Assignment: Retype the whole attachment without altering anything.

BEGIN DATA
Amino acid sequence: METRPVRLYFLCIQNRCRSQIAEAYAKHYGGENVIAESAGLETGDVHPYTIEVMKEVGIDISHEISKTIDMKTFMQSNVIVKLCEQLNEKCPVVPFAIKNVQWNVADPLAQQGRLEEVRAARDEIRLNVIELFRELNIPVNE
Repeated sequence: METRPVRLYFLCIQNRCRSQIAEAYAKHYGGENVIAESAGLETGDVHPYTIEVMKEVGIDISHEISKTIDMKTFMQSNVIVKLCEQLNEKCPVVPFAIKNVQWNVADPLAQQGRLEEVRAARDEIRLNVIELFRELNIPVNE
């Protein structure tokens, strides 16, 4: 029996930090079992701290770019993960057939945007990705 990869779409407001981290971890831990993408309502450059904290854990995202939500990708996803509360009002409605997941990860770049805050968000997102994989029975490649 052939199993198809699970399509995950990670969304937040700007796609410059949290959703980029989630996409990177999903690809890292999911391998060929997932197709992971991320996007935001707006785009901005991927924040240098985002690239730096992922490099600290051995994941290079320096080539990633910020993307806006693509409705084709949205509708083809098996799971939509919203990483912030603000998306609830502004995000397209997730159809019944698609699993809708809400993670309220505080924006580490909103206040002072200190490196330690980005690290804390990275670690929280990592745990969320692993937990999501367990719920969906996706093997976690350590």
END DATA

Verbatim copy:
Amino acid sequence: METRPVRLYFLCIQNRCRSQIAEAYAKHYGGENVIAESAGLETGDVHPYTIEVMKEVGIDISHEISKTIDMKTFMQSNVIVKLCEQLNEKCPVVPFAIKNVQWNVADPLAQQGRLEEVRAARDEIRLNVIELFRELNIPVNE
Repeated sequence: METRPVRLYFLCIQNRCRSQIAEAYAKHYGGENVIAESAGLETGDVHPYTIEVMKEVGIDISHEISKTIDMKTFMQSNVIVKLCEQLNEKCPVVPFAIKNVQWNVADPLAQQGRLEEVRAARDEIRLNVIELFRELNIPVNE
């Protein structure tokens, strides 16, 4: 029996930090079992701290770019993960057939945007990705 990869779409407001981290971890831990993408309502450059904290854990995202939500990708996803509360009002409605997941990860770049805050968000997102994989029975490649 052939199993198809699970399509995950990670969304937040700007796609410059949290959703980029989630996409990177999903690809890292999911391998060929997932197709992971991320996007935001707006785009901005991927924040240098985002690239730096992922490099600290051995994941290079320096080539990633910020993307806006693509409705084709949205509708083809098996799971939509919203990483912030603000998306609830502004995000397209997730159809019944698609699993809708809400993670309220505080924006580490909103206040002072200190490196330690980005690290804390990275670690929280990592745990969320692993937990999501367990719920969906996706093997976690350590």